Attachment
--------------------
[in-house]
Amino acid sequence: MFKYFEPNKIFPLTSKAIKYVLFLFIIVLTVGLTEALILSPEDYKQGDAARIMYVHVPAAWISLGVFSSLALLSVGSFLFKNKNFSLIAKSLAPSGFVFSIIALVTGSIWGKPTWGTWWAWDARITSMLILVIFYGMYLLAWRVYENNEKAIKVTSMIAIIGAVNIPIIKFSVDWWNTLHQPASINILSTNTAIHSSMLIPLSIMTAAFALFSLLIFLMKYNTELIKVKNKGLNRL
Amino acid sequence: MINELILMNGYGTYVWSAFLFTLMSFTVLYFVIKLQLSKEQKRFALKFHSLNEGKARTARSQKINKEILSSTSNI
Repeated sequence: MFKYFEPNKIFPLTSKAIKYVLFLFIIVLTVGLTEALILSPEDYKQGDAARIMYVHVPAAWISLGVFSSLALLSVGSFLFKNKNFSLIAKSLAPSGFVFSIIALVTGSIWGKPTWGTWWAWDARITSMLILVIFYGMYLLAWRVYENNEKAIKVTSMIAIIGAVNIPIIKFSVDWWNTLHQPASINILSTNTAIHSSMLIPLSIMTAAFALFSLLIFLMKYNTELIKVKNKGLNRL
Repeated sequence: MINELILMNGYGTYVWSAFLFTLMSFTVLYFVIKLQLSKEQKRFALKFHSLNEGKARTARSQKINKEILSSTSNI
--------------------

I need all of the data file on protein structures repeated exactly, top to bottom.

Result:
[in-house]
Amino acid sequence: MFKYFEPNKIFPLTSKAIKYVLFLFIIVLTVGLTEALILSPEDYKQGDAARIMYVHVPAAWISLGVFSSLALLSVGSFLFKNKNFSLIAKSLAPSGFVFSIIALVTGSIWGKPTWGTWWAWDARITSMLILVIFYGMYLLAWRVYENNEKAIKVTSMIAIIGAVNIPIIKFSVDWWNTLHQPASINILSTNTAIHSSMLIPLSIMTAAFALFSLLIFLMKYNTELIKVKNKGLNRL
Amino acid sequence: MINELILMNGYGTYVWSAFLFTLMSFTVLYFVIKLQLSKEQKRFALKFHSLNEGKARTARSQKINKEILSSTSNI
Repeated sequence: MFKYFEPNKIFPLTSKAIKYVLFLFIIVLTVGLTEALILSPEDYKQGDAARIMYVHVPAAWISLGVFSSLALLSVGSFLFKNKNFSLIAKSLAPSGFVFSIIALVTGSIWGKPTWGTWWAWDARITSMLILVIFYGMYLLAWRVYENNEKAIKVTSMIAIIGAVNIPIIKFSVDWWNTLHQPASINILSTNTAIHSSMLIPLSIMTAAFALFSLLIFLMKYNTELIKVKNKGLNRL
Repeated sequence: MINELILMNGYGTYVWSAFLFTLMSFTVLYFVIKLQLSKEQKRFALKFHSLNEGKARTARSQKINKEILSSTSNI